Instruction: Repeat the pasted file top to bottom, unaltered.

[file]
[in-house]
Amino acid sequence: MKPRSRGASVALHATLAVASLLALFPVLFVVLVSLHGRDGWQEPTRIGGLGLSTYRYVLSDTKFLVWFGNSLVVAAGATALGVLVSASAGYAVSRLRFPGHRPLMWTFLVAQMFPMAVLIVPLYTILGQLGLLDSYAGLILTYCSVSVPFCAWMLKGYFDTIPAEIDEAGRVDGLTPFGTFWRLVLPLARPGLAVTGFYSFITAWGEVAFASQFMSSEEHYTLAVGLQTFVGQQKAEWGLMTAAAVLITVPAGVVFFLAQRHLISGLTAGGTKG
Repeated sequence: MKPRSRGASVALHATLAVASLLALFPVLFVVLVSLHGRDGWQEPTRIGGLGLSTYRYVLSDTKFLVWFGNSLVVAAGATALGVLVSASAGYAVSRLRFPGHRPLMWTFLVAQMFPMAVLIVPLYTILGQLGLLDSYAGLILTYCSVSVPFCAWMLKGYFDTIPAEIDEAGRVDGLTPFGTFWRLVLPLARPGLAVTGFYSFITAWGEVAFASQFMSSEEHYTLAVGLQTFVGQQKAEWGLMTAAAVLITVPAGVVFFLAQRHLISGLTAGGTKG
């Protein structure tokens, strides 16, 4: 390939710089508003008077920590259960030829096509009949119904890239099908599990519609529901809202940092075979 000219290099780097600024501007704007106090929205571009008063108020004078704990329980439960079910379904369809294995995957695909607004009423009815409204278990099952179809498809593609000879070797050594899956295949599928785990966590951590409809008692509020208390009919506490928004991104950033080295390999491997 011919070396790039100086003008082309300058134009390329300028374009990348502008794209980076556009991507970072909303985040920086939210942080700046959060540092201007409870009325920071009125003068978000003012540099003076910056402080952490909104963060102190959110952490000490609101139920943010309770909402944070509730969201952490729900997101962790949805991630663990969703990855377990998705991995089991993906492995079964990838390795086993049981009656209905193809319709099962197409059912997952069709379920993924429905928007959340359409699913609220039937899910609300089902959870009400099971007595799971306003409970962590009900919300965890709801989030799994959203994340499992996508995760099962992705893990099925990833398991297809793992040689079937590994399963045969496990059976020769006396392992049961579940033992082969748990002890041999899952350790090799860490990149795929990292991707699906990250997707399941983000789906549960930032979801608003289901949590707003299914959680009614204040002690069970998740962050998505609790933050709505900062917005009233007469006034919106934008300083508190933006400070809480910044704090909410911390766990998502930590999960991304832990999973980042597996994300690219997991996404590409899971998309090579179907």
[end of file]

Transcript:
[in-house]
Amino acid sequence: MKPRSRGASVALHATLAVASLLALFPVLFVVLVSLHGRDGWQEPTRIGGLGLSTYRYVLSDTKFLVWFGNSLVVAAGATALGVLVSASAGYAVSRLRFPGHRPLMWTFLVAQMFPMAVLIVPLYTILGQLGLLDSYAGLILTYCSVSVPFCAWMLKGYFDTIPAEIDEAGRVDGLTPFGTFWRLVLPLARPGLAVTGFYSFITAWGEVAFASQFMSSEEHYTLAVGLQTFVGQQKAEWGLMTAAAVLITVPAGVVFFLAQRHLISGLTAGGTKG
Repeated sequence: MKPRSRGASVALHATLAVASLLALFPVLFVVLVSLHGRDGWQEPTRIGGLGLSTYRYVLSDTKFLVWFGNSLVVAAGATALGVLVSASAGYAVSRLRFPGHRPLMWTFLVAQMFPMAVLIVPLYTILGQLGLLDSYAGLILTYCSVSVPFCAWMLKGYFDTIPAEIDEAGRVDGLTPFGTFWRLVLPLARPGLAVTGFYSFITAWGEVAFASQFMSSEEHYTLAVGLQTFVGQQKAEWGLMTAAAVLITVPAGVVFFLAQRHLISGLTAGGTKG
């Protein structure tokens, strides 16, 4: 390939710089508003008077920590259960030829096509009949119904890239099908599990519609529901809202940092075979 000219290099780097600024501007704007106090929205571009008063108020004078704990329980439960079910379904369809294995995957695909607004009423009815409204278990099952179809498809593609000879070797050594899956295949599928785990966590951590409809008692509020208390009919506490928004991104950033080295390999491997 011919070396790039100086003008082309300058134009390329300028374009990348502008794209980076556009991507970072909303985040920086939210942080700046959060540092201007409870009325920071009125003068978000003012540099003076910056402080952490909104963060102190959110952490000490609101139920943010309770909402944070509730969201952490729900997101962790949805991630663990969703990855377990998705991995089991993906492995079964990838390795086993049981009656209905193809319709099962197409059912997952069709379920993924429905928007959340359409699913609220039937899910609300089902959870009400099971007595799971306003409970962590009900919300965890709801989030799994959203994340499992996508995760099962992705893990099925990833398991297809793992040689079937590994399963045969496990059976020769006396392992049961579940033992082969748990002890041999899952350790090799860490990149795929990292991707699906990250997707399941983000789906549960930032979801608003289901949590707003299914959680009614204040002690069970998740962050998505609790933050709505900062917005009233007469006034919106934008300083508190933006400070809480910044704090909410911390766990998502930590999960991304832990999973980042597996994300690219997991996404590409899971998309090579179907």